Vitamin B3 Deficiency: Could Low Niacin Levels Be Causing Your Fatigue?
Niacin is one of the most important nutrients involved in energy production. Learn how to identify whether or not you are suffering from niacin deficiency and how to properly correct it.
Most people have never even heard of niacin deficiency, so the notion that you could suffer any ill effects from having too little of this vitamin in your system would never cross their minds. Indeed, it is no longer a common deficiency in most advanced economies – primarily due to the fact that flour is now routinely fortified with this and other vitamins. Still, it is not as rare as some might think either. And, since niacin is so crucial to so many areas of health and plays such a powerful role in metabolism, anyone who suffers from the effects of fatigue would do well to learn more about it. After all, one of the most profound effects niacin deficiency can have on your health is in the inhibition of energy production. That, of course, is a recipe for fatigue and all the ills that go with it.
What is Vitamin B3 and How Does it Benefit You?
Vitamin B3, which is also referred to as Niacin, is another water-soluble vitamin nutrient within the B group. Like many of its brethren, it is useful for adrenal health, aids in metabolism, and maintains a balanced and calm nervous system. It has an important role in the conversion of both fats and carbohydrates.
When niacin levels are low, the body’s ability to convert carbohydrates, proteins, and fats into useful energy can be compromised. Because this vitamin is involved in more than four dozen essential metabolic processes, its absence can impede normal metabolism and result in serious health complications that can even cause death in some instances. Patients who suffer from low levels of this crucial vitamin can experience an imbalance in their blood sugar, since niacin also plays a role in controlling insulin.
How Do You Know if You Suffer From Vitamin B3 Deficiency
People who suffer from a deficiency of this vitamin often experience a disease known as pellagra – which presents symptoms that include physical signs such as diarrhea and skin conditions, as well as mental issues like depression or even dementia and other forms of mental and emotional imbalance. Pellagra is a disease that is typically found only in developing countries, where protein intake tends to be lower than the recommended levels.
However, niacin deficiency can still occur even in countries where niacin-rich food is in abundance. In most instances, it is associated with people who eat unbalanced diets with little protein - a phenomenon most commonly seen in low-income communities. In the developed world, most deficiencies are of the minor variety. As such, symptoms involve things like fatigue, apathy, depression, diarrhea, and rash. Patients who experience those signs should have their vitamin levels tested to determine the cause.
How to Diagnose Niacin Deficiency
Clinical evaluations are used to diagnose this deficiency. While that can be a fairly routine matter when the symptoms are pronounced, diagnosis is rarely that simple. Symptoms can point to niacin deficiency as a root cause, but it takes laboratory examinations to confirm those assumptions. Typically, these tests involve the use of urine analysis.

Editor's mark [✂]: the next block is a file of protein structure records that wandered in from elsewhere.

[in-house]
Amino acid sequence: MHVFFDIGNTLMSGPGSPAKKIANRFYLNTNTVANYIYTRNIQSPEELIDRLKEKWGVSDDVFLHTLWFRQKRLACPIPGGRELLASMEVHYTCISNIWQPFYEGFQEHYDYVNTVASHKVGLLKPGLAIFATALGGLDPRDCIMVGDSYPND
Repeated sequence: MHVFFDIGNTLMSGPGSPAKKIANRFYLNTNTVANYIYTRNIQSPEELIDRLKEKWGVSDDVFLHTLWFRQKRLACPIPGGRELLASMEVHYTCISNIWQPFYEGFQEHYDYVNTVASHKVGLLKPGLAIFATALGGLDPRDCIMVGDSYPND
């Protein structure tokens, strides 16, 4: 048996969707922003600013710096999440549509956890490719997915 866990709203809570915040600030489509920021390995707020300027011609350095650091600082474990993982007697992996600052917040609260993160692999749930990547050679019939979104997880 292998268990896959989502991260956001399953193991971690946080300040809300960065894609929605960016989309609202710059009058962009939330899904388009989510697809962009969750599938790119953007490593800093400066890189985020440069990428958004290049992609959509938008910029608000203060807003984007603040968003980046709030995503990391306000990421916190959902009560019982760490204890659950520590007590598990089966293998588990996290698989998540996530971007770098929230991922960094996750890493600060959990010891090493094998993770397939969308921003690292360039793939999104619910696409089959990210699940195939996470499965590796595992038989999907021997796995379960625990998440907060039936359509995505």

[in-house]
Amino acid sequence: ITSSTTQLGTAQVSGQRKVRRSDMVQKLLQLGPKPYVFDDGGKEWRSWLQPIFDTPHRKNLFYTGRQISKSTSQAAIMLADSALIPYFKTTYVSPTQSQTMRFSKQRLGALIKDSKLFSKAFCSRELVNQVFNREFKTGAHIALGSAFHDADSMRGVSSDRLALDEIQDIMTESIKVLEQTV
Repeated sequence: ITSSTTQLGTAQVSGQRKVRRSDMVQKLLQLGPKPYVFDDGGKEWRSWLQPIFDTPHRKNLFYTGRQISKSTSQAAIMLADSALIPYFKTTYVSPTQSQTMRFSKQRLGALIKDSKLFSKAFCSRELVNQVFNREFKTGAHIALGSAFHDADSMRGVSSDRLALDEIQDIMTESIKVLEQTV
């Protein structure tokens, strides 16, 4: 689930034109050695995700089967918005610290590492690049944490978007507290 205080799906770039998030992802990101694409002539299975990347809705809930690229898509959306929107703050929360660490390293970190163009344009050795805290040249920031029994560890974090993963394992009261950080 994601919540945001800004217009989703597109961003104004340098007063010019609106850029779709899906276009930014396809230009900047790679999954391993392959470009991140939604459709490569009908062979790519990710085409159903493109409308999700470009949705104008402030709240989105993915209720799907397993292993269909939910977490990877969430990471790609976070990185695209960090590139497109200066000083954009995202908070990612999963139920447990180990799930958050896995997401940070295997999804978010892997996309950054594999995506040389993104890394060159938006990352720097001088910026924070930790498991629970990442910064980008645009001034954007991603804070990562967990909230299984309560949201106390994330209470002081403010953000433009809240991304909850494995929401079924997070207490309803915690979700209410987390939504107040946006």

Food Sources for Vitamin B3
There are many quality sources for vitamin B3 in most people’s diets. These foods include things like tuna and eggs, salmon, mushrooms, nuts, and legumes. Carrots, broccoli, sweet potatoes, and tomatoes are also excellent sources. Most commercial cereals and breads are also fortified with the vitamin. Milk, beef, ham, and potatoes also provide this crucial nutrient.
How to Supplement Vitamin B3
Experts commonly recommend that anyone who is diagnosed with this deficiency focus first on consuming food sources that can provide the necessary amounts. In those rare instances where medical conditions or other factors make absorption of niacin inefficient, some doctors will have patients supplement their niacin levels with 50 mg of the vitamin – preferably in the form of a multivitamin that contains the other B-complex array. It is important to note that higher dosages should only be used under the guidance of a competent physician. Since high levels of niacin are dangerous – and have been used as recreational drugs in some areas of the world – a prescription is required.
Potential Side Effects and Interactions
Niacin from food never causes side effects, and most people cannot overdose even when supplementing, since that would require taking doses of 3 grams or better daily. Still, it can happen with extremely high intake, and usually produces side effects such as itching, cramps, diarrhea, headaches, and even liver toxicity when the dose is high enough. As a general rule, if you are supplementing in any way other than a multivitamin then it is wise to do so under the supervision of a medical professional.
There is, of course, good news as well. Even though B3 deficiency can be extremely dangerous when it goes undetected for long periods of time, that is something that rarely happens in most developed countries. Patients who are at least moderately aware of the onset of symptoms related to this deficiency can almost always have the issue dealt with before any lasting damage can occur.
You might also be interested in:
- Vitamin B3 (Niacin) Benefits and Signs of Deficiency. http://www.vitamin-mineral-info.com/vitamin-b3-niacin-benefits-signs-of-deficiency.php
- Niacin Deficiency. http://www.webmd.com/diet/niacin-deficiency-symptoms-and-treatments
- Niacin. http://www.merckmanuals.com/professional/nutritional-disorders/vitamin-deficiency-dependency-and-toxicity/niacin
- Niacin Deficiency Symptoms. http://www.drugsdb.com/sup/niacin/niacin-deficiency-symptoms/